By: Byron Anderson
Publisher: Lighthouse Publishing
Publication Date: August 2010
Reviewed by: Ellen Feld
Review Date: October 19, 2010
As the Christmas season draws close, it is time to reflect on the birth of Christ. While every Christian knows the story of Christ’s birth in a manger, and that three magi travelled a great distance to pay him homage, few know anything else of those men. In Quest for Light, author Byron Anderson brings us close to these three amazing individuals, Balthasar, Gaspar, and Melchoir, as we follow their journey from Persia to Jerusalem, a daunting trip that took over a year.
The story opens at the palace of Balthasar, the High Priest of Asdin. Balthasar is a “Magi,” a follower of Zoroaster. Zoroaster, an ancient Persian philosopher, “started a religion based on the principle that man should ‘Do only good and should hate evil,’” and “preached that there was only one God, Ahura Mazda, which means ‘The Wise Lord.’” (pg. 19) Balthasar is a kind man and as a Magi, leads his people in their spiritual needs.
In addition to rendering decisions in spiritual matters, the Magi are highly regarded for their astronomical skills. It is here, with his intense interest in the stars, that Balthasar’s life is altered forever. One night, while studying the sky, he sees a magnificent star, one so bright, so large, that it “dominates the heavens.” (pg. 7) While Balthasar’s wife and servant are amazed to see such a star, as it grows cold outside, they lose interest and return to the palace. But Balthasar is powerless to turn away from the glow of the star.
Balthasar is unable to think about anything except the star. He doesn’t understand why everyone doesn’t see the star. It is the biggest thing in the night sky – how can they not see it? He begins to suspect that perhaps there is more going on than a simple appearance of a new star. Could it be a sign of the Persian messiah? Balthasar is perplexed and decides to send for his dear friend Gaspar, who is familiar with the prophecies of their faith. Gaspar will know what the star means.
After much discussion, Balthasar and Gaspar decide that the star originates above Jerusalem and that it is there to announce the impending birth of the Hebrew messiah. Both men feel the intense draw of the star; they must follow it to Jerusalem. But Jerusalem is far away, requiring a dangerous journey of a year or more. Neither wants to leave their families, friends, and homeland for such a treacherous journey, but realizing that if they pass up the trip, they will be miserable for the rest of their lives, the trip is planned. Men are invited to join the caravan, provisions are packed, and perhaps most importantly, the safest route from Persia (modern Iran) to Jerusalem is selected.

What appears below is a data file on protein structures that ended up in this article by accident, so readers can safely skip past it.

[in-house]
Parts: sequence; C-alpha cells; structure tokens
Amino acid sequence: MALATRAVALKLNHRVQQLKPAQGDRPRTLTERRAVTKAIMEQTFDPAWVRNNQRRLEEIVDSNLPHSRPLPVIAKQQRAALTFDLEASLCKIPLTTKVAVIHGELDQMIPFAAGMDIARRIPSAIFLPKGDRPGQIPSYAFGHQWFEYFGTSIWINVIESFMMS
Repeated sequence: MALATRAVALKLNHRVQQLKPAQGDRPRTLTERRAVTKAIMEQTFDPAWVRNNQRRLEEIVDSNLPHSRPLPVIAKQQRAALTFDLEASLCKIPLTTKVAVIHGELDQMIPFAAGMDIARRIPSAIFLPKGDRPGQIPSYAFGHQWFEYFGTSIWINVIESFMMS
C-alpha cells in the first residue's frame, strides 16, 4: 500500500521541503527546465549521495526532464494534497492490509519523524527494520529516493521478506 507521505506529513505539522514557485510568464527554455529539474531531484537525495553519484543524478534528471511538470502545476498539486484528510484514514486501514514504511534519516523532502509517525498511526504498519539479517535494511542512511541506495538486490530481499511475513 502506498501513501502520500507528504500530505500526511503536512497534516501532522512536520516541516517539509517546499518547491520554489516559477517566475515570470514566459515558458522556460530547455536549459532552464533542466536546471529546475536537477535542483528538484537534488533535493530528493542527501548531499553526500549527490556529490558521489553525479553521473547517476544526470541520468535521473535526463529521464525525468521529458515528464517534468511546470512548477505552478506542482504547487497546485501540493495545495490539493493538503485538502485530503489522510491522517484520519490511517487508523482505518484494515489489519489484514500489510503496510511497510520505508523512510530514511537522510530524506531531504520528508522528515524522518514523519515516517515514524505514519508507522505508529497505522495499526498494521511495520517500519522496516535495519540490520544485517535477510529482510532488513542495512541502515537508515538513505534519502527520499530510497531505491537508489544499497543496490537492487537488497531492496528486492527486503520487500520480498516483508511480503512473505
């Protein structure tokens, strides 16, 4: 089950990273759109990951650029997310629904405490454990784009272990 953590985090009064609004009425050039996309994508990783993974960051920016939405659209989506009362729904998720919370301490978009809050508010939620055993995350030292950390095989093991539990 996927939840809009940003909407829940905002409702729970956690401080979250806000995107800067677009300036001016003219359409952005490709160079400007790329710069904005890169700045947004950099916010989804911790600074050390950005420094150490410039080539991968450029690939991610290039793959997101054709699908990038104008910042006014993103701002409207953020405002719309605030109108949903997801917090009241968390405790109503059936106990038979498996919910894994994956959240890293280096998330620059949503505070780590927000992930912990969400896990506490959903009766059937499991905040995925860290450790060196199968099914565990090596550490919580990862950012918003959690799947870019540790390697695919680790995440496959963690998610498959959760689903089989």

The dangerous trip from Persia to Jerusalem takes up the bulk of Quest for Light. While we do read about King Herod and the infant Jesus, this tale is about the incredible faith three Magi had and how that faith carried them through repeated attacks, both human (bandits, soldiers from other lands, etc.) and natural (sandstorms, hail, avalanches, etc.). Along the way, the Magi also make many friends, such as Zheng, the leader of a group of Seres (inhabitants of eastern Central Asia). Zheng’s men accompany the Magi for a portion of the trip, offering protection in exchange for payment. Both groups are at first distrustful of the other, but by the time they part company, they are good friends.
We don’t meet the third Magi, Melchoir, until well into the story, but once we do, the adventure really gets going. And while Quest for Light is, at first glance, about the physical journey the Magi take, it is truly about the spiritual journey they embark on as they travel to Jerusalem. One of their group is Ethan, a “Jew who knows the Hebrew writings.” (pg. 181) Many interesting and enlightening talks ensue as Ethan tells the Persians of the Hebrew faith and of the messiah who shall save them. As the Magi learn, they come to know Christ Jesus and risk all to pay homage to the newborn Christ child.
The story picks up quickly and draws the reader in easily, with descriptive, adventurous tales on almost every page. While the writing was a bit stiff in places, overall it was an enjoyable and quite informative read. The author has done his research and knows the ancient history of Persia. Readers will learn not just about the Magi, but about many customs of these ancient people and what one might have encountered while traveling along the famous ‘Silk Road.’ Most importantly, readers will gain an understanding of the sacrifices the Magi made to meet the Lord and may at the same time do some soul searching of their own as they turn the pages. And speaking of pages, don’t let the over 550 pages of text scare you away from this new author. The text is double-spaced with wide margins, reducing the text per page considerably. It really doesn’t take a long time to read the entire book.
Quill says: An informative and enjoyable look at the hazardous journey the three Magi took that may lead to your own spiritual growth.